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Let's say that I want to generate a key such that a user can use it and at the same time save the hashed key on the blockchain. My idea was to use a smart contract that could implement the Diffie-Hellman encryption. In this way the recipient would have the original key and the smart contract could calculate the hash of the key and store it. Is this a viable solution? What are other ways to achieve this?

  • What is the application of such a scheme? Sending private messages over the blockchain? Why does the smart contract need to store the hash of the key, how is it gonna be used? – medvedev1088 Feb 8 '18 at 17:17
  • @medvedev1088 The key can be considered as a ticket to a music concert that the user buys. Then when the user tries to access the concert it will provide the key and a smart contract will compared it with the stored hash to verify if the key is legit. – David Feb 8 '18 at 17:27
  • beware of the fact that everything on the chain is publicly visible and frontrunning is an issue: I see you submitting a valid ticket but inject your payload into a tx coming from me. Direct analogy: I take a screenshot of your ticket, jump in the queue to the concert ahead of you, get in and you stay out. – Validity Labs - Sebastian Feb 9 '18 at 8:27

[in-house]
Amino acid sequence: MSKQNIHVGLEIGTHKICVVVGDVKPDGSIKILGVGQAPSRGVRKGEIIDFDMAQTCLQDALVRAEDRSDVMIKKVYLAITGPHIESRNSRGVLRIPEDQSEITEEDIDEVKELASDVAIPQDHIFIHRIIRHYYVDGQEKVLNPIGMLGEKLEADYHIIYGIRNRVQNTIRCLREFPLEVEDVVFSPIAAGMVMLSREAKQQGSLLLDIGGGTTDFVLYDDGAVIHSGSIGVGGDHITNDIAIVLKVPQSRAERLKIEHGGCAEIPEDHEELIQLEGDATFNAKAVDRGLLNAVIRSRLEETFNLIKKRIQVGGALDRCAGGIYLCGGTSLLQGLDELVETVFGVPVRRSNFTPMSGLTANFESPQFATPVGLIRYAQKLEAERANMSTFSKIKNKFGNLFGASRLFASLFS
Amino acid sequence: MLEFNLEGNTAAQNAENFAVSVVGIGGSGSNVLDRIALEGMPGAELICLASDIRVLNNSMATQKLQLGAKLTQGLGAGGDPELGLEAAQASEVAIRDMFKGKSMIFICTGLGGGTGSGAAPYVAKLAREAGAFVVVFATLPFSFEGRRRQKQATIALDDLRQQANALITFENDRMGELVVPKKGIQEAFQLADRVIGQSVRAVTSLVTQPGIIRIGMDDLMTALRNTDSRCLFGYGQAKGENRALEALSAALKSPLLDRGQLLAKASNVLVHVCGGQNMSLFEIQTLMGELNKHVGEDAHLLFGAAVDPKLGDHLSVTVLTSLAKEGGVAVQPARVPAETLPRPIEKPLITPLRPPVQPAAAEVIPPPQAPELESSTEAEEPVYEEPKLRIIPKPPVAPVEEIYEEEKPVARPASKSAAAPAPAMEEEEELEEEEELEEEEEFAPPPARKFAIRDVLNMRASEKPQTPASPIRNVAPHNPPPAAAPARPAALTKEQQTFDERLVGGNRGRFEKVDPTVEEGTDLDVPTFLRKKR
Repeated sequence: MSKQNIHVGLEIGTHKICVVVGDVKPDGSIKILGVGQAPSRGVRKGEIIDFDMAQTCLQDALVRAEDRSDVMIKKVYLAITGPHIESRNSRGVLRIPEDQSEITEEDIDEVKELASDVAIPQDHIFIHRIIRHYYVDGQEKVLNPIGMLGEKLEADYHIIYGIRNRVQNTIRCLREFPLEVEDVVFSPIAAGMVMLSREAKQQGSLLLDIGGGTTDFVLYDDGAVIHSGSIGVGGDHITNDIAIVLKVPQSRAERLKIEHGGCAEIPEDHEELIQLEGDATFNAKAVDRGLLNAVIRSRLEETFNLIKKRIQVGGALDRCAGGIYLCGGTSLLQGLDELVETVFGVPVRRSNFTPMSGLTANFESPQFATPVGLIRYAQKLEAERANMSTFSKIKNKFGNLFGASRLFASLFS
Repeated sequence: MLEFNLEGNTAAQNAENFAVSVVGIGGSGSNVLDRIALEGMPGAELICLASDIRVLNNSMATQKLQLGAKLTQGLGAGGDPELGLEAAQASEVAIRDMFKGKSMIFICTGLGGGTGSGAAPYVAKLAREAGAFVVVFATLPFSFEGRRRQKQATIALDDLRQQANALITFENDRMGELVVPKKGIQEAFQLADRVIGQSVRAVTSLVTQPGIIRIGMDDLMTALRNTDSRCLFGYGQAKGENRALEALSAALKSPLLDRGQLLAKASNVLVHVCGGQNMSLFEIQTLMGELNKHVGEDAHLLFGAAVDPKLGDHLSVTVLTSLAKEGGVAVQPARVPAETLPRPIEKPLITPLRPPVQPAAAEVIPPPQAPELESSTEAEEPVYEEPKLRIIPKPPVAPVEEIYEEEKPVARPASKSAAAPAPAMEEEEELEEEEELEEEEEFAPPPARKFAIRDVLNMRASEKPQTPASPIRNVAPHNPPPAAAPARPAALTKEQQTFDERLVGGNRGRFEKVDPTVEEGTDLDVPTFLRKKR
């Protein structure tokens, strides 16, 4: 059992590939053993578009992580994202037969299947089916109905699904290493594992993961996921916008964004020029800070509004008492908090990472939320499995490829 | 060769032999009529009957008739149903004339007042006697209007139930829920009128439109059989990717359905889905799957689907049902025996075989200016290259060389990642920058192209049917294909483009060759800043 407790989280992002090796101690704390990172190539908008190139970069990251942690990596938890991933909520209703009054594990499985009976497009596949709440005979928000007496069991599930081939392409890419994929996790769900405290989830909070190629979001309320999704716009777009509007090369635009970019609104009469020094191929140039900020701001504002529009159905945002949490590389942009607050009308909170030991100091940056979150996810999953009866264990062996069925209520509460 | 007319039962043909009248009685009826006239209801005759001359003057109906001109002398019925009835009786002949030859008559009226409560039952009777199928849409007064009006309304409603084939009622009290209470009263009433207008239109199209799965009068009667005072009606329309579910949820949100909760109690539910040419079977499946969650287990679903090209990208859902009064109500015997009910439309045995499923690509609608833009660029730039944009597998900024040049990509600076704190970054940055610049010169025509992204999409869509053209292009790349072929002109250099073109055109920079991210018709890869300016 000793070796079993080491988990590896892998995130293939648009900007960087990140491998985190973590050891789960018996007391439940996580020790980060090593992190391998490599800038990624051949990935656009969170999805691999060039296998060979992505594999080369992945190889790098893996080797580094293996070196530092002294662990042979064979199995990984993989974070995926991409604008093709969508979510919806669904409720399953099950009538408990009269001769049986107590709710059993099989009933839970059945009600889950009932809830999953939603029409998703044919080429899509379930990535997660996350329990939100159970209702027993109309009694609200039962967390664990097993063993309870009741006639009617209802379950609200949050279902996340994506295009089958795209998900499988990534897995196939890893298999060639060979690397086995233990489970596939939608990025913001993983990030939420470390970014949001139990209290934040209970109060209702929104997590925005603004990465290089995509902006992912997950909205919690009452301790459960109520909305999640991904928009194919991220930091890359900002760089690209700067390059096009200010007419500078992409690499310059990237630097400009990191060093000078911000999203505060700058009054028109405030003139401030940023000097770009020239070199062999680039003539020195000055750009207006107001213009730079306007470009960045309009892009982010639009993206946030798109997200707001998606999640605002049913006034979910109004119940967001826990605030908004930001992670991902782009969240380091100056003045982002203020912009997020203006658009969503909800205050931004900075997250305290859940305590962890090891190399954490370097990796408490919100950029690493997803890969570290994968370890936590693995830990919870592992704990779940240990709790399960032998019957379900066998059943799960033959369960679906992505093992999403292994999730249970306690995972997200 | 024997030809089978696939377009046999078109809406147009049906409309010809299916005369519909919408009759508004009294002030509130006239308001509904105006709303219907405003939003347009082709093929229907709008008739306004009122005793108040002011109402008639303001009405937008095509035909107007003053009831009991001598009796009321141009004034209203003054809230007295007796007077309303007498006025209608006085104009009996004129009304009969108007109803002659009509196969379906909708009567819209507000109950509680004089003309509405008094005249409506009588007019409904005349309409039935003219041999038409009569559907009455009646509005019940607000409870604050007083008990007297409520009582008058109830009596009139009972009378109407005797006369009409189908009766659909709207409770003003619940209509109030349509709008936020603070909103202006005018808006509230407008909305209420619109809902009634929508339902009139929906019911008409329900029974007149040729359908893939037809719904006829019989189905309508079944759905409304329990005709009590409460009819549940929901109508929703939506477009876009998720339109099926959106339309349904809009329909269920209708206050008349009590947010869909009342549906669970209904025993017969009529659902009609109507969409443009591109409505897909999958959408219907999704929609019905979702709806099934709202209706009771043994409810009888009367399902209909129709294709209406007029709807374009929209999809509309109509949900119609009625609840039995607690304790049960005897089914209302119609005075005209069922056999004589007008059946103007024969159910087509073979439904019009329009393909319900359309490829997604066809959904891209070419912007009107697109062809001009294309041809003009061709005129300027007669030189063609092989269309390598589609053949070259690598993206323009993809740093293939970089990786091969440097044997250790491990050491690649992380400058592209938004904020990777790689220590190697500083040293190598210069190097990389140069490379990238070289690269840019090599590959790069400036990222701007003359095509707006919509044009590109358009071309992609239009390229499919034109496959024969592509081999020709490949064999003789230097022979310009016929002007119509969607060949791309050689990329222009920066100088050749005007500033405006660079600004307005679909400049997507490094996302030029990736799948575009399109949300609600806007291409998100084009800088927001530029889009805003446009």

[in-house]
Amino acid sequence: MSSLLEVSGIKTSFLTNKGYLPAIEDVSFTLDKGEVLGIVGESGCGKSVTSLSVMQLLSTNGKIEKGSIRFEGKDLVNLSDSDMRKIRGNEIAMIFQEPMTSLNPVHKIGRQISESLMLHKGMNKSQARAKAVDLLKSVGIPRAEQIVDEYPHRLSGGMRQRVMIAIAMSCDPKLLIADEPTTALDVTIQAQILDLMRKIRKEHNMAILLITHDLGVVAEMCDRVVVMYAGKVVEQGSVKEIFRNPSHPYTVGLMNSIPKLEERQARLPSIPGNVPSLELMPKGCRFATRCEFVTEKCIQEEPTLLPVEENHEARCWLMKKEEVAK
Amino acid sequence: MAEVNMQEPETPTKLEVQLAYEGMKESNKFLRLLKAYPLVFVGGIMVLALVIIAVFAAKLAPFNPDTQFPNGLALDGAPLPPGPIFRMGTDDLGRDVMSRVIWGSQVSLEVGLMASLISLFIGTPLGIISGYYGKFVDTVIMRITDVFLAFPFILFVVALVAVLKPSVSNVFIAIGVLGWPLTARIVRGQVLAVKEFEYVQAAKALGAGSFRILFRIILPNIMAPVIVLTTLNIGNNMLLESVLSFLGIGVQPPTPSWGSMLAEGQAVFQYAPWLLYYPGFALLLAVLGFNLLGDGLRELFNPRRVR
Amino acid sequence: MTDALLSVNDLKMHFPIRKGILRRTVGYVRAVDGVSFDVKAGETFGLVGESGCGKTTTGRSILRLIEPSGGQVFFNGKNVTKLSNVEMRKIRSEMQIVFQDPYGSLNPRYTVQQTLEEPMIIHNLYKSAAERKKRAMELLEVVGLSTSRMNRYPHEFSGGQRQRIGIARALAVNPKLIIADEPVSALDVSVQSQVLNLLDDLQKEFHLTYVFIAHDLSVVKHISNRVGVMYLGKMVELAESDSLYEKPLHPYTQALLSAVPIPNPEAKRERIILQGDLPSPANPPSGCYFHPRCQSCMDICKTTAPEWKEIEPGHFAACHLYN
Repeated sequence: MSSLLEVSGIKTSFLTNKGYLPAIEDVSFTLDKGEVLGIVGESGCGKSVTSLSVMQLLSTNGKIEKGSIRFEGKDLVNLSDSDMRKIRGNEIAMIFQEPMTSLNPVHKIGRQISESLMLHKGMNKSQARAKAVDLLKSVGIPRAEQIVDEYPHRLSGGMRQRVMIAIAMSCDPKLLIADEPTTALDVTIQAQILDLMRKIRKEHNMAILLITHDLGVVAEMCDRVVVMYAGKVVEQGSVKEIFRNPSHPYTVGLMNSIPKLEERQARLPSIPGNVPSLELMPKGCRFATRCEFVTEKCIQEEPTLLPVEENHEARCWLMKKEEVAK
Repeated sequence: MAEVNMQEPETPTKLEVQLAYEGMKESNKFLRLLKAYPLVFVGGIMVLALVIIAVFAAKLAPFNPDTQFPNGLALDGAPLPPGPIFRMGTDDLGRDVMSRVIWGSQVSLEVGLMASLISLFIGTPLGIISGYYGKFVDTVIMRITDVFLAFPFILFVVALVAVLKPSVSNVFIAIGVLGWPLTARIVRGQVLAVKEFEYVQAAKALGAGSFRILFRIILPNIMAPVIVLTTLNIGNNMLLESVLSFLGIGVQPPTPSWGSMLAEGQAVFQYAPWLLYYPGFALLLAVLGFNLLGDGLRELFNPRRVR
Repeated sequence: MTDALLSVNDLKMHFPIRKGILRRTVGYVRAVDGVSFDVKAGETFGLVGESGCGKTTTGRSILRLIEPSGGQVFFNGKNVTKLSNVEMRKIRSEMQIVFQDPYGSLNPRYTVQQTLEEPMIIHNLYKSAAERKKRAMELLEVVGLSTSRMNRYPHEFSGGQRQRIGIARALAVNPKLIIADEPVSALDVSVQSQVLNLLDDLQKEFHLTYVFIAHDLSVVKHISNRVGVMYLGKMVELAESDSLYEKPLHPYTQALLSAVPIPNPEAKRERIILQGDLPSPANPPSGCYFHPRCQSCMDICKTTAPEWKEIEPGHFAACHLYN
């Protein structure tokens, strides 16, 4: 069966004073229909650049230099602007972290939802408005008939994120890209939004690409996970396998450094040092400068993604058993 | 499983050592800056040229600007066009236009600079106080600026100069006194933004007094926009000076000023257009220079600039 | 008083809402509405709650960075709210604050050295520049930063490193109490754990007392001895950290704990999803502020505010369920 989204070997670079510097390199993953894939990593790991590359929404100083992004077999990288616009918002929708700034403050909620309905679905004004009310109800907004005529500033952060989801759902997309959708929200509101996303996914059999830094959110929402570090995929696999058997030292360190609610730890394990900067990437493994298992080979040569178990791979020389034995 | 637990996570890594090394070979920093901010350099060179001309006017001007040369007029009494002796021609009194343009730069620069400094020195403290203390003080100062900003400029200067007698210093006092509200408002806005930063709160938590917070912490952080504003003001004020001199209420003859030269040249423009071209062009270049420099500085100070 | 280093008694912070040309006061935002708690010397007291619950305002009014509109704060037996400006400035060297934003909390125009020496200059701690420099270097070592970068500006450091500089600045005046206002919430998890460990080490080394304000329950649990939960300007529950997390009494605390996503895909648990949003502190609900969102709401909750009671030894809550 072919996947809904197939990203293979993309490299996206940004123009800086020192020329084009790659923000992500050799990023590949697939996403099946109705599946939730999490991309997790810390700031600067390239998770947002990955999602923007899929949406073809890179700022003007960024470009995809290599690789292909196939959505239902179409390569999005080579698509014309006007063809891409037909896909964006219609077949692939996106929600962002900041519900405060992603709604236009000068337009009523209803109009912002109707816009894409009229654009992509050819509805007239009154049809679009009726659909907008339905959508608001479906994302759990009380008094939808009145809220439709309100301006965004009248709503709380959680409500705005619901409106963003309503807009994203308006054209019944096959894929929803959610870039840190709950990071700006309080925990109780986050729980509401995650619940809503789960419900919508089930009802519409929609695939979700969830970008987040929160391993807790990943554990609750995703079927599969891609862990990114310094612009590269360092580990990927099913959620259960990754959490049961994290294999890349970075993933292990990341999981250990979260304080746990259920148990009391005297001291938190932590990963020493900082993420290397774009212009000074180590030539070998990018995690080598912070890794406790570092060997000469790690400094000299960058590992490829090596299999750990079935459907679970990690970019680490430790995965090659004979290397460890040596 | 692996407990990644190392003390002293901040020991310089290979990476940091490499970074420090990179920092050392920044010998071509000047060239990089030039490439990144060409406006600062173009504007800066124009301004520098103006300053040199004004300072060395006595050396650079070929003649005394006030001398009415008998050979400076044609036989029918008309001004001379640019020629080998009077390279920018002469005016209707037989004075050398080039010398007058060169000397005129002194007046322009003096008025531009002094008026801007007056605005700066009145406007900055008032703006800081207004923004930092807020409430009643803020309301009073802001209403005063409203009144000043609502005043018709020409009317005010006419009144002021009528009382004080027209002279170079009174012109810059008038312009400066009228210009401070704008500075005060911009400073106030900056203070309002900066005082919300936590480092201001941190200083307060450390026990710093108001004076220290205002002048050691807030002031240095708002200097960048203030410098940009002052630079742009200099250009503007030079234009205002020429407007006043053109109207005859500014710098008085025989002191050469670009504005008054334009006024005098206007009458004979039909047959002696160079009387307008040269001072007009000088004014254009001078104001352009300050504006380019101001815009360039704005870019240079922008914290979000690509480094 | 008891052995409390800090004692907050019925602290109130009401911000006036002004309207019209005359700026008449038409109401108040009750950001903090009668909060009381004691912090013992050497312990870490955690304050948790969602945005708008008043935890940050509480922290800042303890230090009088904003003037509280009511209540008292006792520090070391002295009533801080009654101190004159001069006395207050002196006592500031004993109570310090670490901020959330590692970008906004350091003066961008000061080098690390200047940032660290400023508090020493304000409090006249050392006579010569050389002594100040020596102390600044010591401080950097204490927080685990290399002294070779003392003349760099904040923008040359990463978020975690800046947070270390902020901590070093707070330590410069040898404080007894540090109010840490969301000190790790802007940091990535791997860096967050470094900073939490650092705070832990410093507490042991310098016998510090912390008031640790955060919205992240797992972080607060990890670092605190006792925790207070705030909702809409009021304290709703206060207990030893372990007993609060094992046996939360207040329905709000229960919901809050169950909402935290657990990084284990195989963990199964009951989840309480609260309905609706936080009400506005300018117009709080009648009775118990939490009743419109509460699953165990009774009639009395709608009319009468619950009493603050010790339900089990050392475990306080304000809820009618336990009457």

• @ValidityLabs-Sebastian let's say that the key of the user is on the blockchain encrypted with the user's public key. On the chain there is also the hash of the key. This guarantees that only the user can access its key. Now to check if a key is valid the user calls a smart contract which input is the key in plain text. The smart contract calculates the hash and compares it with the one saved. Are you saying that when I call the smart contract someone could steal my key, generate a new tx to get it validated and then this user could jump in front of me if its tx is validated before mine? – David Feb 9 '18 at 13:40
  • Yes precisely that. There are more advanced ways of going about it by doing a two-step approach: first commit a hash of secret and sender address (hashing happens off-chain!), then you reveal the secret (the sender cannot be spoofed), on-chain calculated hash of secret and sender has to match. This would be a secure way to reveal a secret on chain but it takes two transactions. – Validity Labs - Sebastian Feb 9 '18 at 20:29

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